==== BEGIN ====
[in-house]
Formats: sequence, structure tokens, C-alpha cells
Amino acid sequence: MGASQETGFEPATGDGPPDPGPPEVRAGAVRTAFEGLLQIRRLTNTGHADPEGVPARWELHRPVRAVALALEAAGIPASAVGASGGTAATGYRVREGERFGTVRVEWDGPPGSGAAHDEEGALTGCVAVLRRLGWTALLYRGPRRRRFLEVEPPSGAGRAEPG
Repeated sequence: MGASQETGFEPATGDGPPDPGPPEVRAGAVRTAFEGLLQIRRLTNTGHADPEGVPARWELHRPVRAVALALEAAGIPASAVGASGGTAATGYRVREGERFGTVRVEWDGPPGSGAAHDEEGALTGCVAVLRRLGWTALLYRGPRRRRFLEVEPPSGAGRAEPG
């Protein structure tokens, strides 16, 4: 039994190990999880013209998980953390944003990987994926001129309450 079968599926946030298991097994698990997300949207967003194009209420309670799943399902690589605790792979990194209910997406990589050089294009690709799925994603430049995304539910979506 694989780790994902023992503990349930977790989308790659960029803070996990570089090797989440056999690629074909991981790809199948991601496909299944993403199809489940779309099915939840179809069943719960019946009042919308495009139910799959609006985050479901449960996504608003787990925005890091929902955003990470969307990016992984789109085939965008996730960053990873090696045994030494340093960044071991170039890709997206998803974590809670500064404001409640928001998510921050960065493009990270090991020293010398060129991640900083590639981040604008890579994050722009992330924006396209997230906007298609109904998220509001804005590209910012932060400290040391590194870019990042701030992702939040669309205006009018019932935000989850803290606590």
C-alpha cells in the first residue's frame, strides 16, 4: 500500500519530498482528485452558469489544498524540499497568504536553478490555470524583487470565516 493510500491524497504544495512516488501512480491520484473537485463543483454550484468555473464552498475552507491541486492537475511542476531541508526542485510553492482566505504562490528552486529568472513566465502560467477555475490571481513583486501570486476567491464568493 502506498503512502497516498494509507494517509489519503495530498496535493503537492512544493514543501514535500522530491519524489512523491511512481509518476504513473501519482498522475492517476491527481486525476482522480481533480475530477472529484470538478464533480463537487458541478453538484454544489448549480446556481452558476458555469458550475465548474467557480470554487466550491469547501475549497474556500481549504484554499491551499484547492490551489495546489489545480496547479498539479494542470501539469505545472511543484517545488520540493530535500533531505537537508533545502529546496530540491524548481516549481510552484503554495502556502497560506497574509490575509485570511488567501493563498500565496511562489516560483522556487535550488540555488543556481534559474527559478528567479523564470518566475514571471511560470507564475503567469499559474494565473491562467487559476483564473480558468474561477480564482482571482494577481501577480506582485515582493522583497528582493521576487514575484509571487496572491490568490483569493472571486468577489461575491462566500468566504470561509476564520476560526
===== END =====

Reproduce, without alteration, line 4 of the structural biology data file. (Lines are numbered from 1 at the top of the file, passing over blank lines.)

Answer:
Repeated sequence: MGASQETGFEPATGDGPPDPGPPEVRAGAVRTAFEGLLQIRRLTNTGHADPEGVPARWELHRPVRAVALALEAAGIPASAVGASGGTAATGYRVREGERFGTVRVEWDGPPGSGAAHDEEGALTGCVAVLRRLGWTALLYRGPRRRRFLEVEPPSGAGRAEPG